Here’s the thing. Let’s not pretend that that these sorts of characters and costumes were designed mostly by men – and some interesting men at that. Rather famously, Superman’s creator Joe Shuster was also a bondage cartoonist. Wonder Woman’s creator William Marston had a famously fascinating private life, involving another woman in his household. Wonder Woman’s lasso originally bound the person tied to the holder’s will (a whole BDSM thing there), before it was toned down for family television – it was decided it would force people to tell the truth, since Marston also invented the lie detector. Nice save, by the way. So there’s no denying that there’s a lot of kinkiness at play here (in case you needed to be told when looking at characters prancing around in fetish outfits in skintight leather).
And so, understandably, there’s been a debate about how superhero fiction depicts the female form. Admittedly, modern creators like Greg Rucka have attempts to move away from the somewhat sleazy superhero fetish-wear thing (with his new female version of the Question wearing a fedora and trenchcoat), but there are still major issues with characters – new and old. This becomes particularly fascinating when you attempt to offer these characters to a mainstream audience (comic book readers apparently desensitized to the imagery long ago).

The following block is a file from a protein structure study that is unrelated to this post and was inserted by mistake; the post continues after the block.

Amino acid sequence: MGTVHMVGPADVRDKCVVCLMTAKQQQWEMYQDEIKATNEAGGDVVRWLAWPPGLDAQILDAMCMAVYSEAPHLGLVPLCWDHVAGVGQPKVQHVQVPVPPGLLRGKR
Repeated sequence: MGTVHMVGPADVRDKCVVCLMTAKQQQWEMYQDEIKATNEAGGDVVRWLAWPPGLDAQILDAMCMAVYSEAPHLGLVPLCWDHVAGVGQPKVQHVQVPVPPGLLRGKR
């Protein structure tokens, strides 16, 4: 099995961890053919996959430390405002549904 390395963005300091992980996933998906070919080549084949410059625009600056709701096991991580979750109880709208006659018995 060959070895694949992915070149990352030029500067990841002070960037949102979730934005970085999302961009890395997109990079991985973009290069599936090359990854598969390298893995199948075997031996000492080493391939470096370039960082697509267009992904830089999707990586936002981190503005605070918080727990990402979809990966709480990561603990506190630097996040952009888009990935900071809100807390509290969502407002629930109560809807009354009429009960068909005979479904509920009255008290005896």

Compare, for example, the outfits the X-Women wear in comic books to the (slightly) more conservative jumpsuits in the Bryan Singer films. Compare Electra as rendered in Frank Miller’s Daredevil saga to the version who made it to the screen in the movie Daredevil. It seems that studios are (understandably) concerned about how mainstream audiences would react to the barely-there costumes. In fairness, I think that this is perhaps the major reason why the new look Wonder Woman (on screen and in her own comic book), moves away from the classic hotpants design.